Since Kevin Durant made his decision to join the Golden State Warriors, it has felt like Christmas. The NBA season cannot start soon enough. Still, the Warriors have some needs they need to fill before the start of the year.
The Warriors have added big men David West and Zaza Pachulia to try and replace Andrew Bogut, who will now be a member of the Dallas Mavericks. Bogut will be missed dearly, but Bob Myers did an excellent job finding some quality big men with limited resources.
Today, the Warriors were able to fill yet another need, but this time it was the coaching staff that received a boost. Mike Brown was officially hired to become an assistant coach, essentially replacing Luke Walton, who has Brown’s old job coaching the Los Angeles Lakers.
Brown comes to the Bay Area with plenty of coaching experience and should have no issue fitting in with Steve Kerr’s staff. They both have ties to Gregg Popovich, so this should be a smooth transition for the 2009 NBA Coach of the Year.
Here is the official Warriors press release:
OAKLAND, CA – The Golden State Warriors have named Mike Brown an assistant coach on Steve Kerr’s coaching staff, the team announced today. Brown, who was named NBA Coach of the Year in 2008-09, replaces Luke Walton on the team’s coaching staff.
“We’re fortunate to add someone with the pedigree and track record of Mike Brown to our coaching staff,” said Kerr. “I had the good opportunity to play under him and Coach Popovich in San Antonio at the end of my career. The wealth of knowledge and experience that he brings will be invaluable to our staff and our players. He’s a terrific fit and we’re thrilled to have him.”
Brown, 46, joins the Warriors after previously holding head coaching duties with the Cleveland Cavaliers (2005-10, 2013-14) and Los Angeles Lakers (2011-12). He owns a career record of 347-216 (.616) over eight seasons, which ranks as the 10th best winning percentage in NBA history among coaches who have registered at least 500 games at the helm. In his first stint with Cleveland, Brown led the Cavaliers to their first-ever NBA Finals appearance in 2007 and was named the NBA Coach of the Year in 2008-09 after guiding the Cavaliers to a franchise-record 66 wins. Cleveland won at least 50 games in four of Brown’s first five seasons with the club, including back-to-back 60-win campaigns in 2008-09 and 2009-10 (61).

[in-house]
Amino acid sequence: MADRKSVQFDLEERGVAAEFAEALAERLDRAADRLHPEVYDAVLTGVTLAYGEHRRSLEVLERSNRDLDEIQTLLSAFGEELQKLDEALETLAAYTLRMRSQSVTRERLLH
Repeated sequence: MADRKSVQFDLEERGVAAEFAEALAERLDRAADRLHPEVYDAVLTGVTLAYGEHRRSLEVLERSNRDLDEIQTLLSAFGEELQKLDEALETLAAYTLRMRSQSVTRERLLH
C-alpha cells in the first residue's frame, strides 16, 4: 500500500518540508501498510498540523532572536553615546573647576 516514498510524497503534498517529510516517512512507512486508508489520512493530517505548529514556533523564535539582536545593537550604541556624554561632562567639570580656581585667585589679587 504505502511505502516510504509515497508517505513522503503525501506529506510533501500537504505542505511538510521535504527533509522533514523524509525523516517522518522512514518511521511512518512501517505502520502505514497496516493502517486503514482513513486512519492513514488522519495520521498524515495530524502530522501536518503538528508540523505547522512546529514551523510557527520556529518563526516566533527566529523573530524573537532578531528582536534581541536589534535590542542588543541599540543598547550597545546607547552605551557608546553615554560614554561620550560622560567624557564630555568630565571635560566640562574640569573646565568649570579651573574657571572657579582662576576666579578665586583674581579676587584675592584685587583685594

Following a five-year run with the Cavs, Brown spent the 2010-11 season as an analyst for ESPN before returning to the bench as head coach of the Lakers in 2011-12, leading the club to a Pacific Division title and a 41-25 (.621) record during the lockout shortened season. Brown returned as head coach of the Cavaliers for the 2013-14 season, where he eclipsed Lenny Wilkins’ mark for most combined regular season and playoff victories in the franchise’s history (347). As a head coach, Brown’s teams qualified for the playoffs in six of his seven full seasons, advancing past the First Round in each appearance.
Prior to joining the Cavaliers in 2005, Brown was associate head coach of the Indiana Pacers for two seasons (2003-05) after spending three years as an assistant with the San Antonio Spurs (2001-03), where he and Kerr captured an NBA title in the final year of Kerr’s playing career. Brown began his career with the Denver Nuggets in 1992, spending five seasons as a video coordinator and scout before serving as an assistant under Bernie Bickerstaff in Washington beginning in 1997.
A native of Columbus, Ohio, Brown is a graduate of the University of San Diego, where he played collegiately for two seasons after spending two years at Mesa Community College. He and his wife, Carolyn, have two sons, Elijah and Cameron.